Open Canvas is a Melbourne based philanthropic organisation that focuses on empowering artists who have experienced homelessness, a disability or some other adversity that has prevented them from being able to exhibit and sell their work. We caught up with founder Daniel Rath to discuss the ins and outs of Open Canvas, and exploring the heartfelt stories and art of a few of the artists that Open Canvas represents.
How did Open Canvas start?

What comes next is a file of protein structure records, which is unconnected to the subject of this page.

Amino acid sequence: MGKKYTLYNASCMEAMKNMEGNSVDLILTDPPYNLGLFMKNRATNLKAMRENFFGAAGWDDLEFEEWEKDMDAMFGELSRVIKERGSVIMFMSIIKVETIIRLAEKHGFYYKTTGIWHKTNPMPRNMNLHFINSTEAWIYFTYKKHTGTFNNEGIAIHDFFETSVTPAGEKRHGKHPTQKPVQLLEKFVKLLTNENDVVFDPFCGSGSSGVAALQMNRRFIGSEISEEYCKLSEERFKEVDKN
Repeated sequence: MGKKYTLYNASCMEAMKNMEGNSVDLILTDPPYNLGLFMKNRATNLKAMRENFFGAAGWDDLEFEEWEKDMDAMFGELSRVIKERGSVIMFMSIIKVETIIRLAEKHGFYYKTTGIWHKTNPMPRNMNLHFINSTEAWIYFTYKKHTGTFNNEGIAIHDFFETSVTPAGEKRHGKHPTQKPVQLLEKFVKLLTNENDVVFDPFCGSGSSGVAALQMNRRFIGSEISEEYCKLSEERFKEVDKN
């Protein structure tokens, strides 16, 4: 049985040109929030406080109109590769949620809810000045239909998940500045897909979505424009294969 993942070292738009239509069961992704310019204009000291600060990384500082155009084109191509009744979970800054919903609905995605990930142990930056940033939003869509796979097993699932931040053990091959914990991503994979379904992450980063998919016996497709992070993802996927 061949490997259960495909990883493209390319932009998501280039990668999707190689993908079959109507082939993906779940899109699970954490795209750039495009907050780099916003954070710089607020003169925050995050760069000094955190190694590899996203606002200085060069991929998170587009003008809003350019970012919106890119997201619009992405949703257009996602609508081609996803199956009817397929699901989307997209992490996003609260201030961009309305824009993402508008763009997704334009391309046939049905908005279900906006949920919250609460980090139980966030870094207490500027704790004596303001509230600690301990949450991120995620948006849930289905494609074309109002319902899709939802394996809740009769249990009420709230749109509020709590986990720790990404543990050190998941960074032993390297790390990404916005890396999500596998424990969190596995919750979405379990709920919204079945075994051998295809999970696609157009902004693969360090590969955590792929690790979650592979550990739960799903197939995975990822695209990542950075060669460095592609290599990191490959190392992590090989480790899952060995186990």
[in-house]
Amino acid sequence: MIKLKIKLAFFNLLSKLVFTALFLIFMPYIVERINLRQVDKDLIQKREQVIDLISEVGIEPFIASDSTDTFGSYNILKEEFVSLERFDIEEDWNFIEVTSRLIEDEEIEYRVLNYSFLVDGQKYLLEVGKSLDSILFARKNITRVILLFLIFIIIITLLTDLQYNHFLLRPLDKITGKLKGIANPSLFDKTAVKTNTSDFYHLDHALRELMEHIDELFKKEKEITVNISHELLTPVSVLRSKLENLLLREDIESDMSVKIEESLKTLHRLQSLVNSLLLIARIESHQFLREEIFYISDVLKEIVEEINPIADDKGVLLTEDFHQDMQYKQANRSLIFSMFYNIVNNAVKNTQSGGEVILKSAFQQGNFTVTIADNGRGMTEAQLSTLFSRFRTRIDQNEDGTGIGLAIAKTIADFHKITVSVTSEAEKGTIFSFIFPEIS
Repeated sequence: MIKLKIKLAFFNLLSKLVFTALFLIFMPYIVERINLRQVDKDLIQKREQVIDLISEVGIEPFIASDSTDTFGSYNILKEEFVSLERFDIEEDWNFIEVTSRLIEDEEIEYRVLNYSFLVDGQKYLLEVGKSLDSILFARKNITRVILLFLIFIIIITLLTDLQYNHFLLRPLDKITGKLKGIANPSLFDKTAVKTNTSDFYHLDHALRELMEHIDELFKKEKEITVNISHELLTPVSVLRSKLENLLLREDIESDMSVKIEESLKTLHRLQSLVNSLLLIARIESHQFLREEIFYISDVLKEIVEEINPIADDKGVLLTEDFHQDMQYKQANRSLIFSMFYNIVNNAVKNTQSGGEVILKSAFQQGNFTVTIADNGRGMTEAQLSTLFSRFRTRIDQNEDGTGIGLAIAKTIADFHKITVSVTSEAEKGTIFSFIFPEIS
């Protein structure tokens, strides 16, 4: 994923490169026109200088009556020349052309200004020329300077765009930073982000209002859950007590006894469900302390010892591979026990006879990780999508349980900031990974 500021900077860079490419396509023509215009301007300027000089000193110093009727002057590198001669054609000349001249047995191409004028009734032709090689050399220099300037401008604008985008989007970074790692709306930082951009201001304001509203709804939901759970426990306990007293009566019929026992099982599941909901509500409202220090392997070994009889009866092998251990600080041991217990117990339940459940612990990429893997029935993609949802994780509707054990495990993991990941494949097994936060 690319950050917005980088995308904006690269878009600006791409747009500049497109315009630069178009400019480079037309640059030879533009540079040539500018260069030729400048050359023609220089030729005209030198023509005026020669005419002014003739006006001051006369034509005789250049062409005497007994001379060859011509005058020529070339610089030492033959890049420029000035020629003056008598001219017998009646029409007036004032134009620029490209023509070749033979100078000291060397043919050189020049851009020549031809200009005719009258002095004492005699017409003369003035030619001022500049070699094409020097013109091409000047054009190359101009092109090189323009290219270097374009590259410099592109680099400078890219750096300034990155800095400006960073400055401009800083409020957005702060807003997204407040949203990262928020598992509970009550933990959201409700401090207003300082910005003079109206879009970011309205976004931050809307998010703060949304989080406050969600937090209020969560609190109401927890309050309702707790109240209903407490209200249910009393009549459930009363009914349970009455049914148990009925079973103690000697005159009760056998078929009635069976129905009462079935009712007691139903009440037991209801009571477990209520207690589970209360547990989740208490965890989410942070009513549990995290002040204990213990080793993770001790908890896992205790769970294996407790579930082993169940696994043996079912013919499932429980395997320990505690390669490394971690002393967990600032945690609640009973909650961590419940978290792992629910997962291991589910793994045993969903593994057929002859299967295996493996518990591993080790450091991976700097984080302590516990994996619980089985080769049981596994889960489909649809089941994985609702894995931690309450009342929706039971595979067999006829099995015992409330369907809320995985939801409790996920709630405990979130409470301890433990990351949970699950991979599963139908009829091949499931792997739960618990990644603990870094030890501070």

I would frequently walk past a homeless person on my way to work in Melbourne CBD, who was creating beautiful art, and around the same time I also came across an online story of another homeless artist in the CBD. The public were asking where they could buy the art, and this really lit the spark of an idea to use art as a force for meaningful social change; as a way for homeless people to earn a livelihood from their innate talent. After speaking with organisations engaging with the homeless, it became apparent there were more talented artists who’d experienced life on the streets. These artists often find it near impossible to reach a broad audience with their art – not being connected, lacking money for art supplies and not having relationships with art galleries – are all factors working against them. That’s where Open Canvas helps. We get the art online, we promote it, and we seek out other opportunities for artists to use their talents and services.